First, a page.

In my local paper this week, approx 30% of the jobs advertised required you to be able to speak an Asian language. I thought I was qualified for some of them, but I can't speak Urdu, Hindi, Punjabi, Gujerati (sp?) etc etc. Many, many jobs in schools, social services, youth services, job centres, other civil service posts etc require you to be able to speak one of these languages or you just don't get a look in.

    I wouldn't mind learning another language if I was going to work in a foreign country, but I live in London????

    It's a funny world.


  • wednesday

    As i said, i have the utmost respect for those trying to learn English. it is a hard language. And i am ok with clerks and others who try and communicate wijth me, often getting others who speak English to lend a hand.

    As far as dialects, i've never had anyone speaking a form of Eglish, i could not somehow understand-even if it required real work for them.

    I realize my grammer is poor, but i think i can generally be understood, and if i cannot, i will try and improve if someone says they can't undestand me. We speak english here, and i don't understand anything else.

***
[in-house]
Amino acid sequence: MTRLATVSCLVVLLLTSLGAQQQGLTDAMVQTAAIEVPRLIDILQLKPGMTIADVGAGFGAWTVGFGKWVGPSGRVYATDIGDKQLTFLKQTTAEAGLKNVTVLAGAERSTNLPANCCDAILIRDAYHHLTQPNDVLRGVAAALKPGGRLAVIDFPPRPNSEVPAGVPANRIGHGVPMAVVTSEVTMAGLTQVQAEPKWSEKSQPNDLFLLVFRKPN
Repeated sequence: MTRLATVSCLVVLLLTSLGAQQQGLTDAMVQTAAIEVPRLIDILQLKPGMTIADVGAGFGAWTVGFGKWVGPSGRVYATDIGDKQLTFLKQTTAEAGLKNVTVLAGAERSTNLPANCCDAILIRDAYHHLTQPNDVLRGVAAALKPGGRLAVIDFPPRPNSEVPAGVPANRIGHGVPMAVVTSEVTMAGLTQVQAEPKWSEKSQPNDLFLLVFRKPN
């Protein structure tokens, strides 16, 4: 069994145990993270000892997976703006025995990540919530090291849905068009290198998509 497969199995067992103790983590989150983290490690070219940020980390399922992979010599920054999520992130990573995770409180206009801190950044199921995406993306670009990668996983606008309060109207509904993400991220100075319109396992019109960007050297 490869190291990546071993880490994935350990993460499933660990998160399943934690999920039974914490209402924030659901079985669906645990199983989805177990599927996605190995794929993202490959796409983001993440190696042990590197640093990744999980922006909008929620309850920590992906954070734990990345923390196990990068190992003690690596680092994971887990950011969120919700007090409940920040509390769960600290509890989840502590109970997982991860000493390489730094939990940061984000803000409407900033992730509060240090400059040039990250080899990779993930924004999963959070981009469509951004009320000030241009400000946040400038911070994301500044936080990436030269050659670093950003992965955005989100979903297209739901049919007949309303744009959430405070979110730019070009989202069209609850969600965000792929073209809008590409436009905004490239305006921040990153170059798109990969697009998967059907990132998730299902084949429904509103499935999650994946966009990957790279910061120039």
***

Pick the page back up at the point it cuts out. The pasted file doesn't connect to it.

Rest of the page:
I appreciate those who took a stand against te hateful racial slurs that were dished out to me. ,

  • Simon

    I wonder how different it is when, for instance, the British live abroad ... and in English speaking communities of ex-pat's?

    If I moved to France (heaven forbid!) I would probably learn enough of the language to get by but I wouldn't be interested in it as a native language or 'becoming French' which is what a lot of this seems to be about.

  • Valis

    I don't think so Simon...I think there are degrees of assimlation into a culture, but I guess we are looking for that common denominator that allows everyone to communicate...Jehover really screwed us on that whole Tower of Babel thing huh? *LOL* How much easier would it be if we all spoke the same language? eheheh


    District Overbeer of the "Leaving Now To Hop Back On My Bike" class...good onya all!